Beyond The Bottom Line: A Successful Career In Finance Propels A Passion For Giving Back

Jan 18, 2013
  |  by Andrew Hamilton

For many, a career is defining—it shows who you are, what you know and what you have accomplished. But for Alex Galeano (BSAC ’98, MBA ’09) a career in finance and his current role as vice president and controller for the National Association of Broadcasters have merely served as stepping stones for his life’s bigger purpose.
Galeano and his family came to the United States when he was 11 years old, leaving behind a life in Nicaragua that was very different from the one he went on to build in America. But he never forgot his roots, and today, he draws on lessons from higher education and a career in finance to run a nonprofit that gives back to the community he left long ago. “I don’t want to get to the end of my life and look back to think, ‘I was a really great controller,’” he says. “While I get a lot of satisfaction out of my career, I believe there is more to life than that.”
The oldest of four boys, Galeano’s start in the U.S. was humble, like that of many immigrants. “We lived with another family in a small house near my father’s job at a waste disposal company. We couldn’t start school right away because our paperwork had to transfer, so my father taught us English at night. We were able to start school with a basic understanding of the language,” recalls Galeano. The family also joined a church, where, at age 11, Galeano met Julie, the girl who would one day become his wife. “She still has letters I wrote to her as a boy,” he recalls. 
Like many Strayer University students, Galeano had to balance the demands of work, school and family. After graduating from high school, Galeano enrolled at Northern Virginia Community College and landed a job at a small accounting firm. He then transferred to Strayer University and earned his bachelor’s degree in accounting.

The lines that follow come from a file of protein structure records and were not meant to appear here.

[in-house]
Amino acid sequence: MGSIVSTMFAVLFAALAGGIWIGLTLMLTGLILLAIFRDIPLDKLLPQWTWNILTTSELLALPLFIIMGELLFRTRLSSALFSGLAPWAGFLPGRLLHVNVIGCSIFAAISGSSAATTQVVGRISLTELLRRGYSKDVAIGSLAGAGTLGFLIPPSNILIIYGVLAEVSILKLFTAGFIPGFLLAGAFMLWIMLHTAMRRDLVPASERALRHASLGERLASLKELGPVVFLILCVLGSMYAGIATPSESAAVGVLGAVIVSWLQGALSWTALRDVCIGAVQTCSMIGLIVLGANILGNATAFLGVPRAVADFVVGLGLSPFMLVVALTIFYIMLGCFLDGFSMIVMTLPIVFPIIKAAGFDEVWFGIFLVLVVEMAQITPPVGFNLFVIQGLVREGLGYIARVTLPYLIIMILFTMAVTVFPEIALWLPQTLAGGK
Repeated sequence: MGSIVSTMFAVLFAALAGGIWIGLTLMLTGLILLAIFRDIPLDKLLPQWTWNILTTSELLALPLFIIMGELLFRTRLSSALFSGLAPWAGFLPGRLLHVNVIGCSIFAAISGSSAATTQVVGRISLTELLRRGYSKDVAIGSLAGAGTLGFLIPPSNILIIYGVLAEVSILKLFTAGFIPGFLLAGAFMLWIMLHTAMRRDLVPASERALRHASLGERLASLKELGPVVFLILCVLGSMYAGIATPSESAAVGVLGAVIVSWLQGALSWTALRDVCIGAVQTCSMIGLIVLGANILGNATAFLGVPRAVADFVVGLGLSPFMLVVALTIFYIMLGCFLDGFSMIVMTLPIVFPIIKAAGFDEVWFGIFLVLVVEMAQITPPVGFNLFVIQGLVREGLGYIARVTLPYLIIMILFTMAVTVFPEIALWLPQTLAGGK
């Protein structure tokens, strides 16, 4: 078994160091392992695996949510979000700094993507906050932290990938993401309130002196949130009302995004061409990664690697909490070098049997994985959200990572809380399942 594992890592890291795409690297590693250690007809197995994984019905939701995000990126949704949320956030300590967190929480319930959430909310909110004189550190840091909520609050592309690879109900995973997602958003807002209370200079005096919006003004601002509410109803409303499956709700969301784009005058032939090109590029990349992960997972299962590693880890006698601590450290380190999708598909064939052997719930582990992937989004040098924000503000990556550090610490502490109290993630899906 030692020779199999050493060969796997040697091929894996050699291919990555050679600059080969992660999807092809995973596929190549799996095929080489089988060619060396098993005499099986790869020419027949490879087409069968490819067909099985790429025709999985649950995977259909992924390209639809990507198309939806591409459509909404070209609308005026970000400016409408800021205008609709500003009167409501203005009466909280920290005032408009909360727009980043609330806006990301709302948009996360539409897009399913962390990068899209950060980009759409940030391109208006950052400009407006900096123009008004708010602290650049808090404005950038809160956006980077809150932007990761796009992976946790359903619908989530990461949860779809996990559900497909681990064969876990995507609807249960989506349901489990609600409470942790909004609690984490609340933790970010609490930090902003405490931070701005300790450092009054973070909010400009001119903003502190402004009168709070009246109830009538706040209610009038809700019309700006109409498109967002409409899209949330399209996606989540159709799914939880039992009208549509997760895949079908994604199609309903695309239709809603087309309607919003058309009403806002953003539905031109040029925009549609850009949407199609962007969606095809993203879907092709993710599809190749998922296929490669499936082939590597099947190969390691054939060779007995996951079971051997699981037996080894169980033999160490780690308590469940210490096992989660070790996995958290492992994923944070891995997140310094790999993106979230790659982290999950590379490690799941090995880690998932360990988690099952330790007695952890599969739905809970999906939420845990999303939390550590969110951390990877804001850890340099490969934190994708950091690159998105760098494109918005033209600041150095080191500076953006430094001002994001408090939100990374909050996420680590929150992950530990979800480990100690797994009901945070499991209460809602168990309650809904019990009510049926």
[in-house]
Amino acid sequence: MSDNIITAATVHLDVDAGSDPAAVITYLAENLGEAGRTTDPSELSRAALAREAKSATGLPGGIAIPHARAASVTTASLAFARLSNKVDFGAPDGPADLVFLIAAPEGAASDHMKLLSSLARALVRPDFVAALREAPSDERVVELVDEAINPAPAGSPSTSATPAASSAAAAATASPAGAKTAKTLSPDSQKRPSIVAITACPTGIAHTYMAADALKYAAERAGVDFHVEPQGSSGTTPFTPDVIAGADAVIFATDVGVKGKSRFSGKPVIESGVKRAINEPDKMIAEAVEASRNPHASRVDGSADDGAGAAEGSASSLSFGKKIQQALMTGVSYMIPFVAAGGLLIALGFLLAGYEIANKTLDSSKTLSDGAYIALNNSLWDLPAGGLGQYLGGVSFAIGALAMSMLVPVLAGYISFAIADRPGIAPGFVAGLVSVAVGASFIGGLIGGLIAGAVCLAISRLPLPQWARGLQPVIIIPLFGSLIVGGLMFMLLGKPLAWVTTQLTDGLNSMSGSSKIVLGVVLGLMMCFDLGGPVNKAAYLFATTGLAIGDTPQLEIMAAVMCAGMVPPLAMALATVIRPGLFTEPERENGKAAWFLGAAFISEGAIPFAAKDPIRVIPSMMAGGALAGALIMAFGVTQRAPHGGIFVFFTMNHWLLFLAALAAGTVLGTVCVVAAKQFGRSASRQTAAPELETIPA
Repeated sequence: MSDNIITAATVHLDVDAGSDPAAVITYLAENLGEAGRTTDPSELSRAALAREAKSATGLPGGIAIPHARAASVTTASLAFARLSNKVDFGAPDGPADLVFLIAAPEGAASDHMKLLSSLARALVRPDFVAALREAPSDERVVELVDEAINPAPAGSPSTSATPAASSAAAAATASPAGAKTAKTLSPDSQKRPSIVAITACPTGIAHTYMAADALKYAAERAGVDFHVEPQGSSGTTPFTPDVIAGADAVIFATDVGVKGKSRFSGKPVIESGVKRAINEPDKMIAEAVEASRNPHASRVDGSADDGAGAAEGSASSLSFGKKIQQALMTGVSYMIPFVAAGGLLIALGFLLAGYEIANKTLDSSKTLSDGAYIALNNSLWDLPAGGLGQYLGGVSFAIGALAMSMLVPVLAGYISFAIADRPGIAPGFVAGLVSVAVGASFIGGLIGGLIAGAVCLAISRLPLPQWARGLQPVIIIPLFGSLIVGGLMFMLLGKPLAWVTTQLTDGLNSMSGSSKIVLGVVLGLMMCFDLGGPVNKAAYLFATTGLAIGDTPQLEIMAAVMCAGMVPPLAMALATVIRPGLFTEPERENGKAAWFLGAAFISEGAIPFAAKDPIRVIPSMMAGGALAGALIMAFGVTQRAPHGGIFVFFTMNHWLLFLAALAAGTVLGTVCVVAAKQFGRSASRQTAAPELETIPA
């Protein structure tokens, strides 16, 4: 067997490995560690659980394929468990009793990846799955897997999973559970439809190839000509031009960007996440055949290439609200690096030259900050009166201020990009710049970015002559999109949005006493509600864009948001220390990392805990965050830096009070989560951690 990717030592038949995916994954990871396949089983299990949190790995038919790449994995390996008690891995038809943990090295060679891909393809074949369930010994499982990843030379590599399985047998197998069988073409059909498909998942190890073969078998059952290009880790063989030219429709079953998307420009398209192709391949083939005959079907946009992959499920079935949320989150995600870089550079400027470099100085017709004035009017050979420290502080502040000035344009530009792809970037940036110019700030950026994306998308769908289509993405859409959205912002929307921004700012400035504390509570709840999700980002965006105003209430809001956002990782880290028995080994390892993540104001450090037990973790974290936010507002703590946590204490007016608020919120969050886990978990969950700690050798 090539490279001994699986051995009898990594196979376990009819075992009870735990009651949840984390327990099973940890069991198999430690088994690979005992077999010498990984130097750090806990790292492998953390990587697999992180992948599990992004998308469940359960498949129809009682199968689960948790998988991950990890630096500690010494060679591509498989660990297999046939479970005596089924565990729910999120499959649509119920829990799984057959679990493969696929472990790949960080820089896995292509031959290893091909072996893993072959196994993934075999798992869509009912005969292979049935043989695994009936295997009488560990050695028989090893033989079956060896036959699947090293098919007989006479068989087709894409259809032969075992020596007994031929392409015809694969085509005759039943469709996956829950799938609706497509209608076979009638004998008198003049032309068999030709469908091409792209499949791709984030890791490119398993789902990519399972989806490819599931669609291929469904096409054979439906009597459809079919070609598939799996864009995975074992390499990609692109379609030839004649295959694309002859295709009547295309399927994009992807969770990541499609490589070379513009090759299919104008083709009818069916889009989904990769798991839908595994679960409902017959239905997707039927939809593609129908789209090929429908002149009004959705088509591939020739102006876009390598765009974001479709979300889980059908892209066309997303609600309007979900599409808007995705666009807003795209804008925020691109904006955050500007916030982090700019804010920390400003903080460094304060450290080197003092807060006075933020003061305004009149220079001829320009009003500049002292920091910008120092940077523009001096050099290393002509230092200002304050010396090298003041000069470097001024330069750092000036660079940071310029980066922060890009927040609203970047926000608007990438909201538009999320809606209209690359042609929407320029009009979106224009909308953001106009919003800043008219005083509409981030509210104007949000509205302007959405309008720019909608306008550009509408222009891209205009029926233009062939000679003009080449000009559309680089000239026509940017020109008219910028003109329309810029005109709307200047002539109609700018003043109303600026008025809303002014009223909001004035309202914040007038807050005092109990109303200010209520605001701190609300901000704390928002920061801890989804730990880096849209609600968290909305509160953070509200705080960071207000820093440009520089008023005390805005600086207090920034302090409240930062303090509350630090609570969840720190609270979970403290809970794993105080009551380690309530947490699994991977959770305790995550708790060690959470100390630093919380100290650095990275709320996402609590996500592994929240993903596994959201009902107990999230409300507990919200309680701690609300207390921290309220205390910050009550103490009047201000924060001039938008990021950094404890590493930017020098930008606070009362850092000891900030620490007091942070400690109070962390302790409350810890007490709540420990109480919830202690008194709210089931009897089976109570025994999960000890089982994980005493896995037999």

From there, he moved to Mirant Corp. (now GenOn Energy), which exposed him to new areas within the accounting field. “The company had physical assets—coal, oil, generators and turbines—that created a lot of capital work that was new for me, but also interesting,” he explains. “If company leaders wanted to replace a $40 million turbine or alter the amount of coal inventory, it was up to me to run an analysis on whether that was feasible.”
Although Galeano wasn’t able to accomplish one goal at the company—driving a bulldozer over large piles of coal—he did celebrate other important milestones, including getting married and becoming a certified public accountant.
At the start of his career, Galeano sought to gain experience in any form. But as he progressed, his focus soon turned to a deep-rooted desire for mission-oriented work. “I wanted to work for a company with a social mission so that I could provide value beyond the bottom line,” he says. 
That opportunity came at AARP, a large, member-based organization for people over the age of 50. “I immediately saw the impact of my work on others, which was a great motivator for wanting to do my job well,” says Galeano, who was promoted several times at the association, culminating as senior manager of accounting.
“From hunger-fighting initiatives to income tax preparation programs to employment and legal assistance, AARP programs reach millions of seniors,” he says. “I found it very rewarding to be a part of this mission and to apply my skills to support this lifechanging work.”